In this posting, Y.M.C.A. Christmas cards  mailed by German prisoners of war interned in Canada are shown.

1. Christmas 1941

The card showing a deer outside a barbed wire fence was mailed from the camp at  Espanola, Ontario in November 1941.

2.  Christmas 1942

Mountains, a guard tower, and a barbed wire fence are featured in the Christmas card below, mailed  from Camp 21, Espanola, Ontario, November 1942.


 The next Christmas  card was mailed from Camp 133, Lethbridge, Alberta, in November 1942.


3. Christmas 1943

The winter cold is captured in the 1943 Card showing prisoners' barracks mailed from Camp 133, Lethbridge, Alberta, in November 1943.


Friday, July 6, 2012

WWII Internment Camps in Canada

Post card of German prisoners of war at Internment Camp 30,
Bowmanville, Ontario, December 1944

On September 3, 1939, Canada declared war on Germany. Internment camps were established across the country to house military prisoners of war, merchant seamen, refugees, and other civilian detainees. When Italy declared war against the Allies on June 10th 1940, residents of Italian descent were subject to internment. The Japanese in Canada were interned in 1942.

The Canadian government set up over two dozen camps during the war, housing over 35,000 military prisoners and interned civilians. The first German prisoners arrived in Canada soon after the declaration of war. Jewish refugees who had been residents or were citizens of enemy countries were regarded as enemy aliens and were also interned in camps upon their arrival in Canada. Germans and Japanese (civilians only) made up the majority of prisoners in internment camps in Canada during the war.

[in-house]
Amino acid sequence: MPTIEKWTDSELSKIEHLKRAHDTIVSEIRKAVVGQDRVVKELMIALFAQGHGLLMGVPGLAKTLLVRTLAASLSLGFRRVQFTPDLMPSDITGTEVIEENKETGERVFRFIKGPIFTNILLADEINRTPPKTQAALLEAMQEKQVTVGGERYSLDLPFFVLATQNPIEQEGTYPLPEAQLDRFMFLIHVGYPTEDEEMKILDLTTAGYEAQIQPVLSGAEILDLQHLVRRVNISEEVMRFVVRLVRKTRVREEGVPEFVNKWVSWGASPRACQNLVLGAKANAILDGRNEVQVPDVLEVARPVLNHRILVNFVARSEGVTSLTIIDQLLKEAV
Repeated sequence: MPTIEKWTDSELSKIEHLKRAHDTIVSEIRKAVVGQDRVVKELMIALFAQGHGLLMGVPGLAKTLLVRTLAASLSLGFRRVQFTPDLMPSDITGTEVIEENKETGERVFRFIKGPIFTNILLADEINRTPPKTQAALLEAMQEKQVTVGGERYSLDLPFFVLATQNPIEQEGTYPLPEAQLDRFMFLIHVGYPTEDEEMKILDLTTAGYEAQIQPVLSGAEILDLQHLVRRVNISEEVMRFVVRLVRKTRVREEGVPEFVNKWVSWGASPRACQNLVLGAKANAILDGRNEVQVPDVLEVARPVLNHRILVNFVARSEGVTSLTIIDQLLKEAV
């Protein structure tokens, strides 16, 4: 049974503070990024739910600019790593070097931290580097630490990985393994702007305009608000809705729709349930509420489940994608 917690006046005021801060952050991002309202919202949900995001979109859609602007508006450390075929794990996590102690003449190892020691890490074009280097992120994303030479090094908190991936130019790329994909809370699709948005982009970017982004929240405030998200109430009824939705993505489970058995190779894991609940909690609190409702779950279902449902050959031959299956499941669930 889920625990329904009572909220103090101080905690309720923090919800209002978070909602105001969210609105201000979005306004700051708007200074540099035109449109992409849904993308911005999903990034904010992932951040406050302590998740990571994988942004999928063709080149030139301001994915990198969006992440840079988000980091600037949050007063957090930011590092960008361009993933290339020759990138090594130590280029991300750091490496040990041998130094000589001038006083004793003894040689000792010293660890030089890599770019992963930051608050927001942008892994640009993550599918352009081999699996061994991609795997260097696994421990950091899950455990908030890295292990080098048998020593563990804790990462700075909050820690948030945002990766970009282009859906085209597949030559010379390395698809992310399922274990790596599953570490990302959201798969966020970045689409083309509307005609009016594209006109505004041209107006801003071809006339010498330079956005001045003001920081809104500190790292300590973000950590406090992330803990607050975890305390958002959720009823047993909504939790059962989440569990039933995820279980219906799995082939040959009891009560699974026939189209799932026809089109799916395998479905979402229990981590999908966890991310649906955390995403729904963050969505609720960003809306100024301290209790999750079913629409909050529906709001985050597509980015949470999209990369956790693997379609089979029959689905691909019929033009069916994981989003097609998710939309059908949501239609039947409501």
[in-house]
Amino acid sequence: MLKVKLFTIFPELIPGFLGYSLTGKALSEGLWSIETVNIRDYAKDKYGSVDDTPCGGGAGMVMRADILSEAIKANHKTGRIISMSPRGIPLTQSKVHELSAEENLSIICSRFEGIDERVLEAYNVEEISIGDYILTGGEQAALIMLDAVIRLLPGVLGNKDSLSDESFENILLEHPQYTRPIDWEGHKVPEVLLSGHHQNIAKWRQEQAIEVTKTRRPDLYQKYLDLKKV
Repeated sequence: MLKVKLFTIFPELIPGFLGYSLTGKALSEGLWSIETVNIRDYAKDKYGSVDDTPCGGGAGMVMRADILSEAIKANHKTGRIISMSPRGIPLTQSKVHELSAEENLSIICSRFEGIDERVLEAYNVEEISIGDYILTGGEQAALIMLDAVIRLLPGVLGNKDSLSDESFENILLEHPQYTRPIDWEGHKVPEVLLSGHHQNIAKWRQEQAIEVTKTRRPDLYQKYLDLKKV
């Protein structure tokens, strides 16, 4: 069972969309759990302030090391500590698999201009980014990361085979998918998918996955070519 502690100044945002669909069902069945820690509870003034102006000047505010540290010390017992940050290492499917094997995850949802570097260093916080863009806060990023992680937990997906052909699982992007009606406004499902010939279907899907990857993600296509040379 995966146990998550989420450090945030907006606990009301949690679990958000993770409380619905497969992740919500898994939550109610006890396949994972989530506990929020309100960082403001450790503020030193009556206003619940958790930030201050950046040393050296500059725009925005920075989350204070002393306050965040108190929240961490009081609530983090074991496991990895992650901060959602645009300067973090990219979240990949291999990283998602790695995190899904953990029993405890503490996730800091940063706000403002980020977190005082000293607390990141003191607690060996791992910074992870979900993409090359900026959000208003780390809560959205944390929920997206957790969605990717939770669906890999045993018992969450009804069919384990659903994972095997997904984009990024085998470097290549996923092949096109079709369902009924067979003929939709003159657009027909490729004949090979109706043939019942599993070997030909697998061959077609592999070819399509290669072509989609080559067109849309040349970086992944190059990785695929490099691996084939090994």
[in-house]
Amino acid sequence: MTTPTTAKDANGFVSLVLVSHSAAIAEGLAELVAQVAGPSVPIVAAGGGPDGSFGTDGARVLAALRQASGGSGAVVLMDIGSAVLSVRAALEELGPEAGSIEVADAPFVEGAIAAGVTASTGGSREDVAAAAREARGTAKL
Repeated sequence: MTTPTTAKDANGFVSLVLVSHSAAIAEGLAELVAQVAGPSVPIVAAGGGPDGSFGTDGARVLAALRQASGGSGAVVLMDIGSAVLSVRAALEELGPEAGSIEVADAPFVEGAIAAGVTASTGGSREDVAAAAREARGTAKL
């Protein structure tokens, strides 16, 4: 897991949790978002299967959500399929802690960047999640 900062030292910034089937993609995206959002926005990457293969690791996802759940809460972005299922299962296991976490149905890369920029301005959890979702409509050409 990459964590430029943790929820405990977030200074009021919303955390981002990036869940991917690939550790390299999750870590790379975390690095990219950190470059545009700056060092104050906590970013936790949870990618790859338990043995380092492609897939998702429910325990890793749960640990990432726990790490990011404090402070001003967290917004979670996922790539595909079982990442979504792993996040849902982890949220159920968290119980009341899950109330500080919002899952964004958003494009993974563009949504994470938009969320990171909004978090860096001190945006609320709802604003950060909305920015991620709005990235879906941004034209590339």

Classification of Prisoners

After 1943, prisoners held in Canada were almost all German military personnel who were assigned colors according to their allegiance to Nazism. Anti-Nazis were Whites, those with no particular allegiance were Greys, and Nazi hardliners were Blacks.

Designation of POW camps (Alphabet/Numbers)
Camps were first designated by letters of the alphabet. On October 15, 1941, the letters were changed to numbers corresponding to military district numbering. POW hammers with numbers were distributed to the internments camps in early 1943.
Covers to and from many of the internment camps are shown in this posting.


 Thematic Guides : Internment Camps in Canada during the First and Second World Wars (Library and Archives Canada)

Internment Camps

No. 10 Internment Camp : Chatham and Fingal, Ontario